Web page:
PARIS — If you’re seeing spots while out shopping later this summer, you may have stumbled upon one of seven Louis Vuitton pop-up stores in support of its fashion collaboration with Japanese artist Yayoi Kusama, who never met a dot she didn’t like.
The first is slated to open inside the Vuitton boutique in New York’s SoHo on July 10, two days ahead of a major Kusama retrospective bowing at the Whitney Museum in New York. In the weeks that follow, three others are to open inside or near Vuitton stores in Hong Kong’s Pacific Place; at Ngee Ann City in Singapore, and at Isetan’s Shinjuku branch in Tokyo.
The operation is slated to climax on Aug. 23 and 24 with two large-scale shops at major European
department stores: across 860 square feet in the Printemps flagship in Paris and 1,375 square feet in Selfridges in London. Akin to one of her transporting museum installations, the former is to be inspired by Kusama’s obsession with dots; the latter by her treasured pumpkin motif.
Open for between four and eight weeks, the temporary units are to feature an original merchandising concept in collaboration with Kusama. Yves Carcelle, Vuitton’s chairman and chief executive officer, likens them to a “loudspeaker” to bring additional attention to its latest artistic tie-up.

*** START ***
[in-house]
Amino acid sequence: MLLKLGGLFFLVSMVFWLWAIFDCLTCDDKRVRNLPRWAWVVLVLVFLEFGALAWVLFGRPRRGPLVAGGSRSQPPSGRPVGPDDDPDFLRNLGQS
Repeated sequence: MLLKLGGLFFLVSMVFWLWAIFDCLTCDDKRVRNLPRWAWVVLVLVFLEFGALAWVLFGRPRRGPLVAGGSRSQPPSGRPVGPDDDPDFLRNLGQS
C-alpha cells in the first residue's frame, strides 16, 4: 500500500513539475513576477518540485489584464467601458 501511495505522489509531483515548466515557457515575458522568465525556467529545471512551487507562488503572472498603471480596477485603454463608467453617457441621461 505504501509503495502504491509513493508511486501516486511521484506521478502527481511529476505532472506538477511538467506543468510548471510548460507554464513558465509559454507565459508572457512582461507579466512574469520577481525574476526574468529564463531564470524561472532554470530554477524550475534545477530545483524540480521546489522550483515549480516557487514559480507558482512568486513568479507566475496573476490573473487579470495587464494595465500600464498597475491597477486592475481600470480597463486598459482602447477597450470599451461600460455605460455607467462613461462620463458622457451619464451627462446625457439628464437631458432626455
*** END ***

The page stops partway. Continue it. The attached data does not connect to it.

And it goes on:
Vuitton has collaborated in the past with Stephen Sprouse, Takashi Murakami and Richard Prince, but this is the first time it has opened multiple “concept” stores fully dedicated to the products.
The Kusama collection is to be sold in all of Vuitton’s 463 stores, with a second wave of products — hinged on monogrammed leather goods festooned with Kusama’s tentaclelike “nerves” motif — due out Oct. 1. Printemps and Selfridges are to have the Monogram Nerves bags exclusively from their opening dates in August.
Now 82 and living in a hospital for the mentally ill, Kusama has been painting since age 10, and has applied dots to canvases, tree trunks, entire rooms and even people.
Vuitton’s collaboration with her extends to window displays, iPhone apps, Web sites and a book.
"I was driving back on Saturday afternoon from the beach, and I just saw this sign saying 'Skydiving for $95.' And I was like, I can't not sky dive for $95," says Tom Bateman about a moment in Hawaii while shooting "Snatched." #wwdeye (📷: @victoriastevens; Interview by @ktauer; Styled by @thealexbadia)